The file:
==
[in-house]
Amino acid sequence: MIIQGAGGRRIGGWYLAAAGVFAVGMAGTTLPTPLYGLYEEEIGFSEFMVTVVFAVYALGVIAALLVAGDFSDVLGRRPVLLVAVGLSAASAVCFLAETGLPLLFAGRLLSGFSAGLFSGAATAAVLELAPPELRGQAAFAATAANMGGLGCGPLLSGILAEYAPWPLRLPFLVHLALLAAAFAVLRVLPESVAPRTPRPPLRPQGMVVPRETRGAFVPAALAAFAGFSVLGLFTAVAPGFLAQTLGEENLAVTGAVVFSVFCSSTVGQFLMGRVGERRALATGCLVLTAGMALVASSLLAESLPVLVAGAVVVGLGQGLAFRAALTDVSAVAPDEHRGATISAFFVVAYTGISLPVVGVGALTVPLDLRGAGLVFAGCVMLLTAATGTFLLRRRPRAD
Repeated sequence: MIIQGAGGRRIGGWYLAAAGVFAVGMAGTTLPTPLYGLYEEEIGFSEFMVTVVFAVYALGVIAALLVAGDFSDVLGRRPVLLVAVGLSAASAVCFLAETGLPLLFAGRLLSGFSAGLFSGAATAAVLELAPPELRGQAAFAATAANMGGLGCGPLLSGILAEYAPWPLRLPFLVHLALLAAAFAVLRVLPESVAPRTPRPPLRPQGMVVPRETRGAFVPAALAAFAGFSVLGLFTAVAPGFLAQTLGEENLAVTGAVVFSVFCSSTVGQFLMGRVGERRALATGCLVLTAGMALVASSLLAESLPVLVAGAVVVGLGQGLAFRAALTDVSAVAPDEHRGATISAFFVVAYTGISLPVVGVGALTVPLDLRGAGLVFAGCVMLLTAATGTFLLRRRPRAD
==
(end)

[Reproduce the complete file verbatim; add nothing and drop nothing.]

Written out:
[in-house]
Amino acid sequence: MIIQGAGGRRIGGWYLAAAGVFAVGMAGTTLPTPLYGLYEEEIGFSEFMVTVVFAVYALGVIAALLVAGDFSDVLGRRPVLLVAVGLSAASAVCFLAETGLPLLFAGRLLSGFSAGLFSGAATAAVLELAPPELRGQAAFAATAANMGGLGCGPLLSGILAEYAPWPLRLPFLVHLALLAAAFAVLRVLPESVAPRTPRPPLRPQGMVVPRETRGAFVPAALAAFAGFSVLGLFTAVAPGFLAQTLGEENLAVTGAVVFSVFCSSTVGQFLMGRVGERRALATGCLVLTAGMALVASSLLAESLPVLVAGAVVVGLGQGLAFRAALTDVSAVAPDEHRGATISAFFVVAYTGISLPVVGVGALTVPLDLRGAGLVFAGCVMLLTAATGTFLLRRRPRAD
Repeated sequence: MIIQGAGGRRIGGWYLAAAGVFAVGMAGTTLPTPLYGLYEEEIGFSEFMVTVVFAVYALGVIAALLVAGDFSDVLGRRPVLLVAVGLSAASAVCFLAETGLPLLFAGRLLSGFSAGLFSGAATAAVLELAPPELRGQAAFAATAANMGGLGCGPLLSGILAEYAPWPLRLPFLVHLALLAAAFAVLRVLPESVAPRTPRPPLRPQGMVVPRETRGAFVPAALAAFAGFSVLGLFTAVAPGFLAQTLGEENLAVTGAVVFSVFCSSTVGQFLMGRVGERRALATGCLVLTAGMALVASSLLAESLPVLVAGAVVVGLGQGLAFRAALTDVSAVAPDEHRGATISAFFVVAYTGISLPVVGVGALTVPLDLRGAGLVFAGCVMLLTAATGTFLLRRRPRAD